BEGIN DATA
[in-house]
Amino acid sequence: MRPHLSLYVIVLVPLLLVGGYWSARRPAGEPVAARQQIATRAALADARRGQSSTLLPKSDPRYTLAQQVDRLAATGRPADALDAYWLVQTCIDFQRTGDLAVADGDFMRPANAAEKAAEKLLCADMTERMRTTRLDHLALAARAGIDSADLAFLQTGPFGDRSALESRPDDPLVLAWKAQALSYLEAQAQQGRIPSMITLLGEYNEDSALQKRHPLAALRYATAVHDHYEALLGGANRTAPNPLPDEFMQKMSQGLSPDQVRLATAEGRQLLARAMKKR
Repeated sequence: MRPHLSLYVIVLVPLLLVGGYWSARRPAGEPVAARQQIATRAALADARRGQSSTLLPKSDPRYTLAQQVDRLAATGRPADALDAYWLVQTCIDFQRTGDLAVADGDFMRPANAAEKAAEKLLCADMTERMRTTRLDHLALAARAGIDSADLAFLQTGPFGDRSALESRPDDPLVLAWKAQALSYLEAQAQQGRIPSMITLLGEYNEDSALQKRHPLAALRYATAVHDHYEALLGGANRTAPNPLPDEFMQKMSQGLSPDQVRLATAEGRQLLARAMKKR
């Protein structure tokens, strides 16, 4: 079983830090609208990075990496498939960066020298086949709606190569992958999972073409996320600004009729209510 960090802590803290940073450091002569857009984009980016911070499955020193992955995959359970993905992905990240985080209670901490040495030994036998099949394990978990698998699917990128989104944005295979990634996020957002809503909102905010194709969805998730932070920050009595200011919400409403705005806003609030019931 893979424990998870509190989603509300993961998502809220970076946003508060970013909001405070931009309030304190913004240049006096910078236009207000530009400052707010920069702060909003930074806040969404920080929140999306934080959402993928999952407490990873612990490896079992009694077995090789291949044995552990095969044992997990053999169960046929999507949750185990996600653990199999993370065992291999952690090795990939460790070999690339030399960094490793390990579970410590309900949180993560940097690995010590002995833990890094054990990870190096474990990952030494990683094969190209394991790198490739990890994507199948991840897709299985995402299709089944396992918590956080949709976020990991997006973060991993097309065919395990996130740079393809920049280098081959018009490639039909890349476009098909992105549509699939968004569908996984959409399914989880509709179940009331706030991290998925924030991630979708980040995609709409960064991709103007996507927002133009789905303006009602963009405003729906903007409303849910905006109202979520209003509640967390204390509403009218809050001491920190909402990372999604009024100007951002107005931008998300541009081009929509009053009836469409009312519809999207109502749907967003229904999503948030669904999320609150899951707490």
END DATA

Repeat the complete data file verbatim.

[in-house]
Amino acid sequence: MRPHLSLYVIVLVPLLLVGGYWSARRPAGEPVAARQQIATRAALADARRGQSSTLLPKSDPRYTLAQQVDRLAATGRPADALDAYWLVQTCIDFQRTGDLAVADGDFMRPANAAEKAAEKLLCADMTERMRTTRLDHLALAARAGIDSADLAFLQTGPFGDRSALESRPDDPLVLAWKAQALSYLEAQAQQGRIPSMITLLGEYNEDSALQKRHPLAALRYATAVHDHYEALLGGANRTAPNPLPDEFMQKMSQGLSPDQVRLATAEGRQLLARAMKKR
Repeated sequence: MRPHLSLYVIVLVPLLLVGGYWSARRPAGEPVAARQQIATRAALADARRGQSSTLLPKSDPRYTLAQQVDRLAATGRPADALDAYWLVQTCIDFQRTGDLAVADGDFMRPANAAEKAAEKLLCADMTERMRTTRLDHLALAARAGIDSADLAFLQTGPFGDRSALESRPDDPLVLAWKAQALSYLEAQAQQGRIPSMITLLGEYNEDSALQKRHPLAALRYATAVHDHYEALLGGANRTAPNPLPDEFMQKMSQGLSPDQVRLATAEGRQLLARAMKKR
């Protein structure tokens, strides 16, 4: 079983830090609208990075990496498939960066020298086949709606190569992958999972073409996320600004009729209510 960090802590803290940073450091002569857009984009980016911070499955020193992955995959359970993905992905990240985080209670901490040495030994036998099949394990978990698998699917990128989104944005295979990634996020957002809503909102905010194709969805998730932070920050009595200011919400409403705005806003609030019931 893979424990998870509190989603509300993961998502809220970076946003508060970013909001405070931009309030304190913004240049006096910078236009207000530009400052707010920069702060909003930074806040969404920080929140999306934080959402993928999952407490990873612990490896079992009694077995090789291949044995552990095969044992997990053999169960046929999507949750185990996600653990199999993370065992291999952690090795990939460790070999690339030399960094490793390990579970410590309900949180993560940097690995010590002995833990890094054990990870190096474990990952030494990683094969190209394991790198490739990890994507199948991840897709299985995402299709089944396992918590956080949709976020990991997006973060991993097309065919395990996130740079393809920049280098081959018009490639039909890349476009098909992105549509699939968004569908996984959409399914989880509709179940009331706030991290998925924030991630979708980040995609709409960064991709103007996507927002133009789905303006009602963009405003729906903007409303849910905006109202979520209003509640967390204390509403009218809050001491920190909402990372999604009024100007951002107005931008998300541009081009929509009053009836469409009312519809999207109502749907967003229904999503948030669904999320609150899951707490």